Monthly Archives: October 2017

Is Buyer’s Remorse Inevitable?

“Remorse, the fatal egg by pleasure laid.”William Cowper, 18th century poet and hymnodist

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What pleasure to instantly find a suitable quote about “remorse” as soon as I Googled it!

Yet imagine my remorse at having taken so much time reading online about William Cowper (whose life was apparently filled to the brim with pleasure and remorse, joy and sadness, soundness and insanity) that I had to work an extra hour to make up for my diversion.

Where there’s pleasure, there’s remorse.

I’ve been blind-sided by remorse on many auspicious occasions: Right before walking down the aisle to get married. Just after bringing my first child home from the hospital. Midway through a trans-Pacific flight to a dream vacation in Tahiti.

It’s a regular occurrence with real estate purchases. Especially in San Francisco where buyers are required to strip naked, place large baskets of money on their heads and dance like their lives depended on it. All for the chance to be the lucky owners of a one-plus-million-dollar, two-bedroom condo without parking but in a fairly nice area.

It goes something like this:

Buyer’s agent: Guess what? You won!

Buyer: (Holding cell phone at arm’s length and screaming) Oh! My! God! How many offers were there?

Buyer’s agent: Fourteen. Twelve were for waaaaaaay more than the asking price. Only two had loan contingencies. But apparently your willingness to close in just four days and let the sellers stay for three months for free really made the difference.

Buyer: That and offering 60% more than the asking price.

Buyer’s agent: Well, yes. Plus they really liked the sculpture you submitted with your offer.

Even if you don’t create original artwork or donate to seller’s favorite charity or provide two roundtrip tickets to anywhere in the continental U.S. with your offer, there will be a twinge of buyer’s remorse when you visit your new home for the first time after closing.

You fiddle with the keys. You shove open the door. It’s dark. It’s vacant. It’s cold. And it smells funny because the stagers removed the potpourri along with the staging.

Yet it doesn’t have to be “fatal,” as in Cowper’s quote. Instead, now is when it gets interesting: After the closing. Before the destination. Following the honeymoon. During the journey. That’s when life is richest.

Cynthia Cummins is a Top Producer and Partner at McGuire. For info on SF real estate visit http://CynthiaCummins.com. This throwback post originally appeared in April 2014.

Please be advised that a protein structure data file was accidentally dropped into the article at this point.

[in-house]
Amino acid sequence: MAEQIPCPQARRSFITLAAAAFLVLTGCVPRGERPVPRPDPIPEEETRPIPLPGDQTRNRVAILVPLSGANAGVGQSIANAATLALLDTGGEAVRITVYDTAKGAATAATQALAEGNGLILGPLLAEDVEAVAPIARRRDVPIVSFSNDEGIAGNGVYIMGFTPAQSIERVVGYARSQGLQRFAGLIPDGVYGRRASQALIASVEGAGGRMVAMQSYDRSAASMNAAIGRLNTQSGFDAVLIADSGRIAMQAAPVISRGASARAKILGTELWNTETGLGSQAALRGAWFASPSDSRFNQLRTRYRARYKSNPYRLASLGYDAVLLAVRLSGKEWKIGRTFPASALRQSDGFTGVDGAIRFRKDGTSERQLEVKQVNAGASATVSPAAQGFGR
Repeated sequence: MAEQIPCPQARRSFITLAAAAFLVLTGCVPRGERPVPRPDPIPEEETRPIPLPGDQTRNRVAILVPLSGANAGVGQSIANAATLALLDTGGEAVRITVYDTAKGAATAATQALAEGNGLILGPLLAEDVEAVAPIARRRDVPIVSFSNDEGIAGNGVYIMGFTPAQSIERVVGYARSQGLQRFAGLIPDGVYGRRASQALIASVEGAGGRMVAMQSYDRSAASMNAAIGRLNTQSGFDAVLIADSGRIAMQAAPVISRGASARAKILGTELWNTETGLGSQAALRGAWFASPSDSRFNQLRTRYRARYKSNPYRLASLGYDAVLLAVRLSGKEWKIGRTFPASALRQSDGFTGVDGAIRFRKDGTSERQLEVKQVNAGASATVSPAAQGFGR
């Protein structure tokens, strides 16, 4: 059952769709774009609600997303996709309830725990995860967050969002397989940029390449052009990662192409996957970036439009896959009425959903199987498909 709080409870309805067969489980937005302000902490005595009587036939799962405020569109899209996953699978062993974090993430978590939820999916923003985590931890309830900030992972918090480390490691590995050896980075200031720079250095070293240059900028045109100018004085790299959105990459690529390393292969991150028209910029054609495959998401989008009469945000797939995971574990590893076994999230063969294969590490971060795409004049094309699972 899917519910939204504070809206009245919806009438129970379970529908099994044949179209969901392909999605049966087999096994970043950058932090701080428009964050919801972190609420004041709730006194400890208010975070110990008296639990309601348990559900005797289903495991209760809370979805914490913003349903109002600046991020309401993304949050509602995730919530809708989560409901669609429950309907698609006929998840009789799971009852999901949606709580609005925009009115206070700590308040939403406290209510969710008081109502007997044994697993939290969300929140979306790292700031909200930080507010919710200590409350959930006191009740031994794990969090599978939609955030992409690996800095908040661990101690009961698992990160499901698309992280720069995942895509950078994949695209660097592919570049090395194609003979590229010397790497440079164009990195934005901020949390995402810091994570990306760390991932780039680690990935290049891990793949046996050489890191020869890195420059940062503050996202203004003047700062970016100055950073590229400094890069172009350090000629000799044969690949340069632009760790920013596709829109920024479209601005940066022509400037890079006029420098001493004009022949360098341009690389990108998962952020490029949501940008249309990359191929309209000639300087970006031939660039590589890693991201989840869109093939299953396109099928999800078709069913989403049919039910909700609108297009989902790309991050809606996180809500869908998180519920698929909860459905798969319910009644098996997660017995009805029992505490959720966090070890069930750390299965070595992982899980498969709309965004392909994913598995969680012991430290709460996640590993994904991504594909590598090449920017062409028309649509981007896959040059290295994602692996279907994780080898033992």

In Praise of Your Local Hardware Store

“The fellow that owns his own home is always just coming out of a hardware store.”

This is one of my favorite quotes about homeownership.

The clever fellow who said it was Frank McKinney Hubbard (aka Kin Hubbard), a cartoonist, humorist and journalist who died at the age of 62 in 1930.

Mr. Hubbard had lots of quotable quotes, such as:

“Nothing will dispel enthusiasm like a small admission fee.”

“The only way to entertain some folks is to listen to them.”

“Now and then an innocent man is sent to the legislature.”

I appreciate Hubbard, and yet the last time I visited Fredericksen’s on Fillmore (which, by the way, right now has a fabulous Halloween display in its windows) I got to musing about the hardware-store quote. The humor pivots on the fact that homeownership is not a static state. It’s a dynamic journey that unfolds over time and takes time, effort and money. Got it.

But what’s so bad about going to a hardware store? I’m not talking about Home Depot or Lowe’s (they have their place, they’re just not fun). I’m talking about stores like Fredericksen’s, Cliff’s Variety on Castro, Cole Hardware on Cole or Papenhausen on West Portal, to name a only a few in San Francisco.

In what other store in this modern world can you expect to receive gracious, friendly and expert attention as you shop for something that costs less than a quarter, or a dollar, or five dollars? Where else will someone talk with you in detail about ordinary tiny items like screws, fly swatters, nails, hinges, chains, wire, pencil erasers and Glue Gone?

Where else can you grab a rubber tub stopper and a new tea kettle and laundry detergent and dog food and a flat of impatiens and lightbulbs and an elegant new salad bowl for a gift and a combination lock and a box of thumbtacks and some newfangled product sitting by the cash register that you didn’t know you needed but later learn was exactly what you had to have?